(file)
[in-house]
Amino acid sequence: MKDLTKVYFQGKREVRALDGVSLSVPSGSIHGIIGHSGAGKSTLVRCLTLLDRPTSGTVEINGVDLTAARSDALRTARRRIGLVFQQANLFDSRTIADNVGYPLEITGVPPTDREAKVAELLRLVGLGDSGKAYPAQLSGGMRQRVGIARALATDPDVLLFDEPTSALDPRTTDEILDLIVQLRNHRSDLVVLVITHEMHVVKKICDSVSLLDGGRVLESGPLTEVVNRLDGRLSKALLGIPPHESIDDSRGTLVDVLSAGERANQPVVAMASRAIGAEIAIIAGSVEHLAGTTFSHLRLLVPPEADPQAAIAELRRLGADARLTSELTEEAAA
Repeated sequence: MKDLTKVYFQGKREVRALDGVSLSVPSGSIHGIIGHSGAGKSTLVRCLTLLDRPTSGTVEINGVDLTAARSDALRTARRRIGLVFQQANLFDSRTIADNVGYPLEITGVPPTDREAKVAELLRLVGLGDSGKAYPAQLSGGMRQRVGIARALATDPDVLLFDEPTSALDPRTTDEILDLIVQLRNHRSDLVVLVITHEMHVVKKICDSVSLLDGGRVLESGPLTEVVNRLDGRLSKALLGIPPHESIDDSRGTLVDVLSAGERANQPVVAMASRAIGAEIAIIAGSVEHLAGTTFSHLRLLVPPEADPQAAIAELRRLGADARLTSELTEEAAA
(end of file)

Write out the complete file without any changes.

[in-house]
Amino acid sequence: MKDLTKVYFQGKREVRALDGVSLSVPSGSIHGIIGHSGAGKSTLVRCLTLLDRPTSGTVEINGVDLTAARSDALRTARRRIGLVFQQANLFDSRTIADNVGYPLEITGVPPTDREAKVAELLRLVGLGDSGKAYPAQLSGGMRQRVGIARALATDPDVLLFDEPTSALDPRTTDEILDLIVQLRNHRSDLVVLVITHEMHVVKKICDSVSLLDGGRVLESGPLTEVVNRLDGRLSKALLGIPPHESIDDSRGTLVDVLSAGERANQPVVAMASRAIGAEIAIIAGSVEHLAGTTFSHLRLLVPPEADPQAAIAELRRLGADARLTSELTEEAAA
Repeated sequence: MKDLTKVYFQGKREVRALDGVSLSVPSGSIHGIIGHSGAGKSTLVRCLTLLDRPTSGTVEINGVDLTAARSDALRTARRRIGLVFQQANLFDSRTIADNVGYPLEITGVPPTDREAKVAELLRLVGLGDSGKAYPAQLSGGMRQRVGIARALATDPDVLLFDEPTSALDPRTTDEILDLIVQLRNHRSDLVVLVITHEMHVVKKICDSVSLLDGGRVLESGPLTEVVNRLDGRLSKALLGIPPHESIDDSRGTLVDVLSAGERANQPVVAMASRAIGAEIAIIAGSVEHLAGTTFSHLRLLVPPEADPQAAIAELRRLGADARLTSELTEEAAA